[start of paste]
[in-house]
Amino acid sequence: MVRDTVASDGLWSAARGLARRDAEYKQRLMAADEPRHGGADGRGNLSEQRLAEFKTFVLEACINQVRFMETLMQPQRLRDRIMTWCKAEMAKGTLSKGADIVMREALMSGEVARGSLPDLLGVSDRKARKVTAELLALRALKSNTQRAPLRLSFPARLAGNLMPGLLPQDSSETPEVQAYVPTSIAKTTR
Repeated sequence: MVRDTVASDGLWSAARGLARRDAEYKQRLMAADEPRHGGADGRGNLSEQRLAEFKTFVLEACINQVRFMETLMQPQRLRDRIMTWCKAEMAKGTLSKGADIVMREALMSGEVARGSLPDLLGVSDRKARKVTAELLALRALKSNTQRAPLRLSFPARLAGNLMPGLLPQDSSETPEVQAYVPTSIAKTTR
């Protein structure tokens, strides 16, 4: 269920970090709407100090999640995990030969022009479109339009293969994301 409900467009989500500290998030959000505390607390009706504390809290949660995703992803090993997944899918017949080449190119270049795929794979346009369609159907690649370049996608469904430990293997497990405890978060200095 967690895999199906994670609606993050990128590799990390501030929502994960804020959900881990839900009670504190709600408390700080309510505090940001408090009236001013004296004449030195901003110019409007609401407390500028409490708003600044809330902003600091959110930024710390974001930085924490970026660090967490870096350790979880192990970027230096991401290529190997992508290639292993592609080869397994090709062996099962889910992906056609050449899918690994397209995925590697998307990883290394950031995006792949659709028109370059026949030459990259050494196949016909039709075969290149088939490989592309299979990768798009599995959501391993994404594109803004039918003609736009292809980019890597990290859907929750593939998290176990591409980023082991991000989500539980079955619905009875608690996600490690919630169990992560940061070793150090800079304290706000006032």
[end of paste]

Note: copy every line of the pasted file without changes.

[in-house]
Amino acid sequence: MVRDTVASDGLWSAARGLARRDAEYKQRLMAADEPRHGGADGRGNLSEQRLAEFKTFVLEACINQVRFMETLMQPQRLRDRIMTWCKAEMAKGTLSKGADIVMREALMSGEVARGSLPDLLGVSDRKARKVTAELLALRALKSNTQRAPLRLSFPARLAGNLMPGLLPQDSSETPEVQAYVPTSIAKTTR
Repeated sequence: MVRDTVASDGLWSAARGLARRDAEYKQRLMAADEPRHGGADGRGNLSEQRLAEFKTFVLEACINQVRFMETLMQPQRLRDRIMTWCKAEMAKGTLSKGADIVMREALMSGEVARGSLPDLLGVSDRKARKVTAELLALRALKSNTQRAPLRLSFPARLAGNLMPGLLPQDSSETPEVQAYVPTSIAKTTR
């Protein structure tokens, strides 16, 4: 269920970090709407100090999640995990030969022009479109339009293969994301 409900467009989500500290998030959000505390607390009706504390809290949660995703992803090993997944899918017949080449190119270049795929794979346009369609159907690649370049996608469904430990293997497990405890978060200095 967690895999199906994670609606993050990128590799990390501030929502994960804020959900881990839900009670504190709600408390700080309510505090940001408090009236001013004296004449030195901003110019409007609401407390500028409490708003600044809330902003600091959110930024710390974001930085924490970026660090967490870096350790979880192990970027230096991401290529190997992508290639292993592609080869397994090709062996099962889910992906056609050449899918690994397209995925590697998307990883290394950031995006792949659709028109370059026949030459990259050494196949016909039709075969290149088939490989592309299979990768798009599995959501391993994404594109803004039918003609736009292809980019890597990290859907929750593939998290176990591409980023082991991000989500539980079955619905009875608690996600490690919630169990992560940061070793150090800079304290706000006032």